The FSB-linked cyber-espionage group Turla has learned to attack targets that have previously been infected by other hackers. Cybersecurity company Mandiant draws attention to this.
Mandiant first discovered the new Turla equipment in September 2022, when experts noticed a gap in one of the systems in Ukraine. Several computers on the network were infected after someone inserted a USB drive into one of their ports and double-clicked a malicious file on the drive that was disguised as a folder, installing a piece of malware called Andromeda.
Andromeda is a relatively common banking Trojan that has been used by cybercriminals to steal victims' credentials since 2013. But on one of the infected devices, Mandiant analysts saw that the Andromeda sample silently downloaded two other, more unusual pieces of malware. The first, a reconnaissance tool called Kopiluwak, was previously used by Turla; the second was a piece of malware known as Quietcanary, which compresses and pumps carefully selected data from the target computer, and was also used exclusively by Turla in the past. “That was a wake-up call for us,” says Mandiant threat analyst Gabby Roncone.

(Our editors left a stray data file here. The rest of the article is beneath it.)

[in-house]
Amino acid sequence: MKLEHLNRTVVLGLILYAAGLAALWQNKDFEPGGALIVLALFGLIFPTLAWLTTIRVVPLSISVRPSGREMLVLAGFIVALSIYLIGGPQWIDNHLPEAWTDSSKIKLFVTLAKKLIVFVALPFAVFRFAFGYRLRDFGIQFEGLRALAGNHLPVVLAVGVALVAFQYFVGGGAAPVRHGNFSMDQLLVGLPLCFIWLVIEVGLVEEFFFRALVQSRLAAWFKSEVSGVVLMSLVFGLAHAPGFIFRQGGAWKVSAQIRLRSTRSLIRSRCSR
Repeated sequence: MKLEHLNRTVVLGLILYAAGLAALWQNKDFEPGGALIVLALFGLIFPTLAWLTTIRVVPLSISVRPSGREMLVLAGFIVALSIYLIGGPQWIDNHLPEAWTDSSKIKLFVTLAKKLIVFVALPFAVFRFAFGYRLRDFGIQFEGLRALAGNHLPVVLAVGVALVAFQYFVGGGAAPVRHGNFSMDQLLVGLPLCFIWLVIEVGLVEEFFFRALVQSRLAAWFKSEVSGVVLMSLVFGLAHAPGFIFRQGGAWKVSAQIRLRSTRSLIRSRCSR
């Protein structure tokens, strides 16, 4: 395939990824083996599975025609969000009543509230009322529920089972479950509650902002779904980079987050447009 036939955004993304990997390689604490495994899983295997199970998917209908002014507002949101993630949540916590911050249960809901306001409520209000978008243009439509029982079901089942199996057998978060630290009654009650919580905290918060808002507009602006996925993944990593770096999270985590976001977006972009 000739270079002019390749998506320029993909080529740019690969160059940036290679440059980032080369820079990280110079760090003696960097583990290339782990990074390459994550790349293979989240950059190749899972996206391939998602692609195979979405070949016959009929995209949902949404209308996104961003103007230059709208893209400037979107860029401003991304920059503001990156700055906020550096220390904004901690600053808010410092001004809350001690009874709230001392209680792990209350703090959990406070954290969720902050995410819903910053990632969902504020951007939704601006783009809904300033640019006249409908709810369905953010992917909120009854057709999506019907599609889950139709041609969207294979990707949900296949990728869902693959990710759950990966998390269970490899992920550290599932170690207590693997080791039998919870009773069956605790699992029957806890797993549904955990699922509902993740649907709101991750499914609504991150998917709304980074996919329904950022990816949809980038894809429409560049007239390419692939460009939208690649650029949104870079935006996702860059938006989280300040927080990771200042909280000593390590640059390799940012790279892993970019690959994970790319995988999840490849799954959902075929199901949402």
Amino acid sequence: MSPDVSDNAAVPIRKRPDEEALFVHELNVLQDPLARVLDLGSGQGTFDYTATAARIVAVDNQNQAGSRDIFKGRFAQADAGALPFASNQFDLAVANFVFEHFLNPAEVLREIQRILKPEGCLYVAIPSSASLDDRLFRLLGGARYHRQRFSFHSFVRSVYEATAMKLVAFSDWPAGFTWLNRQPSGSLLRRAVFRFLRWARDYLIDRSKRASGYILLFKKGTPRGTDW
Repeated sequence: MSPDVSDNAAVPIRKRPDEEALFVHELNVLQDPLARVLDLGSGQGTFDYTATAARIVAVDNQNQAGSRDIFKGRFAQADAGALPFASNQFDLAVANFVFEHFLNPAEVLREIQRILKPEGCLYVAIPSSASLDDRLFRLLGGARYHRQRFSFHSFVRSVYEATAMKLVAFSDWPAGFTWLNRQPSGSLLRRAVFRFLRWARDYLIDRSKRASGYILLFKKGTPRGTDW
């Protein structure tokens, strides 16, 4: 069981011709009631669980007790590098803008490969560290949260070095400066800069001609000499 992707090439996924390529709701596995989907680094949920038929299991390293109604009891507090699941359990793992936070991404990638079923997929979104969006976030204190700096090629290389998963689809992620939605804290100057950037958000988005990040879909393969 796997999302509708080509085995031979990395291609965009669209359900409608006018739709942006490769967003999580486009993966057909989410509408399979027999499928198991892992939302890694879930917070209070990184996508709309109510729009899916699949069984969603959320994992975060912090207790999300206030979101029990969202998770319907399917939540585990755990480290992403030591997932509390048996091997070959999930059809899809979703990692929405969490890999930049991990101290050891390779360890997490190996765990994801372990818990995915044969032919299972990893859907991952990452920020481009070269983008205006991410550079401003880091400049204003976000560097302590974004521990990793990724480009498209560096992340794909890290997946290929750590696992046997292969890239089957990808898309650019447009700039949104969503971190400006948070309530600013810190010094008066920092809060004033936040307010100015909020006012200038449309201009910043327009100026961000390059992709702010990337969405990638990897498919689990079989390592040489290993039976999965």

This infection technique appears to be designed to allow Turla to remain undetected by hiding behind other hackers. This shows that the methods of the Russian group have changed and become much more sophisticated over the past decade and a half, says John Hultquist, head of intelligence analysis at Mandiant:
“Because the malware was already distributed via USB, Turla can exploit this without revealing itself. Instead of using their own USB tools like agent.btz, they can use someone else's. They use other people's operations. It's a really smart way to do business."